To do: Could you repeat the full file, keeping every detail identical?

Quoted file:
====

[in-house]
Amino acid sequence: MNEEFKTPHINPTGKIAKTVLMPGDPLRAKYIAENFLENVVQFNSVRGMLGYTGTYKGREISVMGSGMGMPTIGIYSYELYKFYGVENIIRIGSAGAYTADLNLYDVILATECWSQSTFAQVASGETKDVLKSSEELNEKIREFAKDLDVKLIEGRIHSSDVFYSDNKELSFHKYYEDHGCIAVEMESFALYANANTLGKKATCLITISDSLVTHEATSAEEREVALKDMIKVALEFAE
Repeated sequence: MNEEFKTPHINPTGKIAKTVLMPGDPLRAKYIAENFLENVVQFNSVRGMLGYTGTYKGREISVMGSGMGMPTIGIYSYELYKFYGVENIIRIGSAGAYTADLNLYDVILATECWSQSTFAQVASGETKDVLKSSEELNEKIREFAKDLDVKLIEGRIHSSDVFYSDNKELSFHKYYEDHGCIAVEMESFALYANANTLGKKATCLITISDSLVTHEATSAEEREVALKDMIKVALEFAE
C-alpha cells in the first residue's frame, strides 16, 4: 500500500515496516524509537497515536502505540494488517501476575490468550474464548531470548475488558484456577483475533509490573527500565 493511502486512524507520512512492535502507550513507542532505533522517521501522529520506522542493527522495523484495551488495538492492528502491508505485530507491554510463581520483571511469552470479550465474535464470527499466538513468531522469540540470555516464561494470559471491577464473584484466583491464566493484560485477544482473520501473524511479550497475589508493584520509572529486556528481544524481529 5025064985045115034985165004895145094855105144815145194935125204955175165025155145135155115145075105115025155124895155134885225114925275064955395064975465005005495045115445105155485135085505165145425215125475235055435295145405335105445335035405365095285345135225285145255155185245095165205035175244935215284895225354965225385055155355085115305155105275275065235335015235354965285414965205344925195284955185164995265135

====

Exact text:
[in-house]
Amino acid sequence: MNEEFKTPHINPTGKIAKTVLMPGDPLRAKYIAENFLENVVQFNSVRGMLGYTGTYKGREISVMGSGMGMPTIGIYSYELYKFYGVENIIRIGSAGAYTADLNLYDVILATECWSQSTFAQVASGETKDVLKSSEELNEKIREFAKDLDVKLIEGRIHSSDVFYSDNKELSFHKYYEDHGCIAVEMESFALYANANTLGKKATCLITISDSLVTHEATSAEEREVALKDMIKVALEFAE
Repeated sequence: MNEEFKTPHINPTGKIAKTVLMPGDPLRAKYIAENFLENVVQFNSVRGMLGYTGTYKGREISVMGSGMGMPTIGIYSYELYKFYGVENIIRIGSAGAYTADLNLYDVILATECWSQSTFAQVASGETKDVLKSSEELNEKIREFAKDLDVKLIEGRIHSSDVFYSDNKELSFHKYYEDHGCIAVEMESFALYANANTLGKKATCLITISDSLVTHEATSAEEREVALKDMIKVALEFAE
C-alpha cells in the first residue's frame, strides 16, 4: 500500500515496516524509537497515536502505540494488517501476575490468550474464548531470548475488558484456577483475533509490573527500565 493511502486512524507520512512492535502507550513507542532505533522517521501522529520506522542493527522495523484495551488495538492492528502491508505485530507491554510463581520483571511469552470479550465474535464470527499466538513468531522469540540470555516464561494470559471491577464473584484466583491464566493484560485477544482473520501473524511479550497475589508493584520509572529486556528481544524481529 5025064985045115034985165004895145094855105144815145194935125204955175165025155145135155115145075105115025155124895155134885225114925275064955395064975465005005495045115445105155485135085505165145425215125475235055435295145405335105445335035405365095285345135225285145255155185245095165205035175244935215284895225354965225385055155355085115305155105275275065235335015235354965285414965205344925195284955185164995265135